Working parents of young children would be heartened by news that the number of childcare centres set up at workplaces has gone up by nearly 50 per cent from 2012. This means that a growing number of such parents now have the comfort of knowing that their toddlers are close by. What is equally important is that the 390 childcare centres at workplaces last year were spread over the labour landscape, ranging from commercial or government buildings to industrial estates. Indeed, the opening of a childcare centre on Sentosa island reveals the importance of these facilities, even on the fringes of Singapore's economic geography. Evidently, the centres are important to making the workplace family-friendly.
This recognition marks an advance in public perceptions. The issue came to the fore in 2000, when the Government was concerned that mothers who quit work after childbirth tended to do so permanently because the exigencies of work prevented them from spending time with their children. Even the provision of a series of grants for such centres did not help, because the take-up remained low. It was reported in 2012 that there were only 35 centres in offices or near workplaces, out of some 950 childcare centres countrywide. That dismal proportion could be explained by the fact that not many companies or operators were aware of the subsidies available to encourage the setting up of such centres.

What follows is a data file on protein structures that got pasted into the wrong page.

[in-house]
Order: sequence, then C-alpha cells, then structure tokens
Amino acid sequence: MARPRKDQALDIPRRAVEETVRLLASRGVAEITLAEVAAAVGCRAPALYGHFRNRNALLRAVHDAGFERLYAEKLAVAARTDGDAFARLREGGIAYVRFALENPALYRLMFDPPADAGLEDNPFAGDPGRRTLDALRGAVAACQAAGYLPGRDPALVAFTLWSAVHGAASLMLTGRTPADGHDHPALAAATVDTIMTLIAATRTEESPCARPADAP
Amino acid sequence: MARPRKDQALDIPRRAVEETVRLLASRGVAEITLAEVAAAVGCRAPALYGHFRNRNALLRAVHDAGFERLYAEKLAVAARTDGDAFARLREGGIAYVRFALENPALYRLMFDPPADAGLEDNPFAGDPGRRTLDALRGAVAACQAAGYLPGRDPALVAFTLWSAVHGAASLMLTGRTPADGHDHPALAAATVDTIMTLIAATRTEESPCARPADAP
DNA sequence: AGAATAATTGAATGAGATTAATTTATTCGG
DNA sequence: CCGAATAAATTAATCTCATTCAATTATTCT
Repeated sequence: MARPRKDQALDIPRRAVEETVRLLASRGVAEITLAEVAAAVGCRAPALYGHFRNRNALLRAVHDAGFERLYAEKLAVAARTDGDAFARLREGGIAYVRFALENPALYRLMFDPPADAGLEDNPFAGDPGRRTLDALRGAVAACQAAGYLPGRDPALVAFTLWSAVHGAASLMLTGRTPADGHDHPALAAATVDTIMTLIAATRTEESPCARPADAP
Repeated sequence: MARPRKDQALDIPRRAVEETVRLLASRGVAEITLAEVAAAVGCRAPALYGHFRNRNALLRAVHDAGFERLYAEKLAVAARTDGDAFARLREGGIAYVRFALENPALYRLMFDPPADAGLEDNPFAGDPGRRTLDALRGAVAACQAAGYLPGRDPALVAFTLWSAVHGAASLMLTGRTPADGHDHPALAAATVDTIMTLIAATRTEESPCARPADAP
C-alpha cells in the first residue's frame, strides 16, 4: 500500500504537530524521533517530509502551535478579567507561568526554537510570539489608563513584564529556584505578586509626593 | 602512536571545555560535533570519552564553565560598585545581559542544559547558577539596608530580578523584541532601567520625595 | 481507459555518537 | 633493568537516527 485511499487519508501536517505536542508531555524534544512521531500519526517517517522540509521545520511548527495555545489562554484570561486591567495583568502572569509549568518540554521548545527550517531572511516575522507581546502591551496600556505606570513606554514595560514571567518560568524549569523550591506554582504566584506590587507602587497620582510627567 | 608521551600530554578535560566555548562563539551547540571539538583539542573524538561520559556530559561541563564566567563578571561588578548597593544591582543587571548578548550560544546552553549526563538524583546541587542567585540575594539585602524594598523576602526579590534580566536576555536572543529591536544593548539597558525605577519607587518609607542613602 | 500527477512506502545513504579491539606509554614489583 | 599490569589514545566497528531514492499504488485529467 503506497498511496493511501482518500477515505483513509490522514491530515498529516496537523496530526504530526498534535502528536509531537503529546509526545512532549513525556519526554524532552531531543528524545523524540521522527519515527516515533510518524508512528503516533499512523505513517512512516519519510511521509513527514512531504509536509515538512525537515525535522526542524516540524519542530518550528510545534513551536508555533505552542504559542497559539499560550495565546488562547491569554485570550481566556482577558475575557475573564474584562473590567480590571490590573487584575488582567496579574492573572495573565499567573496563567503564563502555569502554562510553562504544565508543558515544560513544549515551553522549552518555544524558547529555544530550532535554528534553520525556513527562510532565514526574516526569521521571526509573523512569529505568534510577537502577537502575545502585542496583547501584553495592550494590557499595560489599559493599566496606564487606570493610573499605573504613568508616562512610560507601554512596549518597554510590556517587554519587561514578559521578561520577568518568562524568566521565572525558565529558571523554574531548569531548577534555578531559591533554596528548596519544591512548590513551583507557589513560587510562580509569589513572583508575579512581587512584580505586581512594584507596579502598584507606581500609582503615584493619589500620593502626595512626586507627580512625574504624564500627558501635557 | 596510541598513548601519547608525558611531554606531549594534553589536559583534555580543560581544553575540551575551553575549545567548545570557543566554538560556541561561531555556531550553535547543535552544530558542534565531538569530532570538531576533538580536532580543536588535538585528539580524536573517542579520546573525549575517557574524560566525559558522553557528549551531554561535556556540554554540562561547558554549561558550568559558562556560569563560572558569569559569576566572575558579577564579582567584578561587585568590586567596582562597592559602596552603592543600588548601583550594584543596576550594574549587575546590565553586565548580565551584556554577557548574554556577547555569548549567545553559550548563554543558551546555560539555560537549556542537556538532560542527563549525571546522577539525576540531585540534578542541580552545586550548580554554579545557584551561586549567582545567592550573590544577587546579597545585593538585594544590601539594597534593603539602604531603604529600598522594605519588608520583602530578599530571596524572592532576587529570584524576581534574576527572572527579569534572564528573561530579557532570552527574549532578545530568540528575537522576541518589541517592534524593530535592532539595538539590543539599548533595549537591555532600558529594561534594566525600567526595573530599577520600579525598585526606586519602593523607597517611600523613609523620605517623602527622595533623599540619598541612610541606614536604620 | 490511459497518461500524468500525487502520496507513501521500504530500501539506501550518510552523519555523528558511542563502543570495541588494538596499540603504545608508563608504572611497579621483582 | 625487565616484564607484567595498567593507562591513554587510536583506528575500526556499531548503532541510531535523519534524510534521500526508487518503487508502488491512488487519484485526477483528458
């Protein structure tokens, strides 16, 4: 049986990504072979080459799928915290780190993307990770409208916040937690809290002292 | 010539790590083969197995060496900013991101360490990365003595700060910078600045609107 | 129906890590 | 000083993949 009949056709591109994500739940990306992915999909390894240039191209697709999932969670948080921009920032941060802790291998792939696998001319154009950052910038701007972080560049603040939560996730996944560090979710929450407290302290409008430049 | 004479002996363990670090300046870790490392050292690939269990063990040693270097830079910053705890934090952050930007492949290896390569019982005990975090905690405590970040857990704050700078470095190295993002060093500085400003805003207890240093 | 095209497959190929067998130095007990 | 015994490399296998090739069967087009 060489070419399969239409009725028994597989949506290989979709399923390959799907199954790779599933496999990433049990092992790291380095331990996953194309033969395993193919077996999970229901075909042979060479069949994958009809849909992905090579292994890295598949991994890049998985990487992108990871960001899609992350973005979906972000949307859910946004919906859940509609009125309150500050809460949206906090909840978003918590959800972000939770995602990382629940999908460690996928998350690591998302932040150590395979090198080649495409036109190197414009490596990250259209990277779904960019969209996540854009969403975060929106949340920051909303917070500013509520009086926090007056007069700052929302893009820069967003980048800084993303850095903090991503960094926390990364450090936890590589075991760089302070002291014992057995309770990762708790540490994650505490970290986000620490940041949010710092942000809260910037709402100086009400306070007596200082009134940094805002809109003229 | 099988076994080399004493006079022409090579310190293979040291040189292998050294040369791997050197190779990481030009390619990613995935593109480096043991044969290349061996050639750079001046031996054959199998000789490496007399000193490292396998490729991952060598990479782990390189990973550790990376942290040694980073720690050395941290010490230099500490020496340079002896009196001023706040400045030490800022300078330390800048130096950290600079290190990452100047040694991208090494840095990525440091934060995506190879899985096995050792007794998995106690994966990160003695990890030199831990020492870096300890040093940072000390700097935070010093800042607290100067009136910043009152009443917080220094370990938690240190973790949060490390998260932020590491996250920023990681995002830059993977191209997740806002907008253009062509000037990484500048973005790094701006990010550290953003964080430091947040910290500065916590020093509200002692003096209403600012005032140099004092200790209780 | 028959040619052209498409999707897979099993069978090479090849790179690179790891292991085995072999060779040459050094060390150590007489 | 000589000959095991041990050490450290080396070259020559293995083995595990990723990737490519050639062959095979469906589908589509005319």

Clearly, the times have caught up with the logic of maternity and paternity. The induction of large numbers of women into the industrial workforce helped transform the economy of early-independent Singapore. Over the decades, women sought a better balance between their economic and familial functions. However, when they had to choose between the two - for instance, because of inflexible working arrangements - many preferred to be mothers over workers, even though this choice reduced their financial prowess both within the family and outside it. The arrival of more childcare centres at the workplace is a signal that they do not have to choose between two worthwhile objectives. Indeed, the possibility of more fathers being close to their children at the centres extends their shared responsibilities at home for the nurturing of children.
It is through steps such as these that Singapore can seek to stay abreast of international developments. The International Labour Organisation's Workers with Family Responsibilities Convention, for example, seeks to promote policies to reduce work-family conflict and combat labour market discrimination resulting from family responsibilities. Mothers deserve support from all quarters. Childcare centres are an investment in an economic future built on the emotional and educational well-being of the young. After all, without them, a nation would not have any future at all.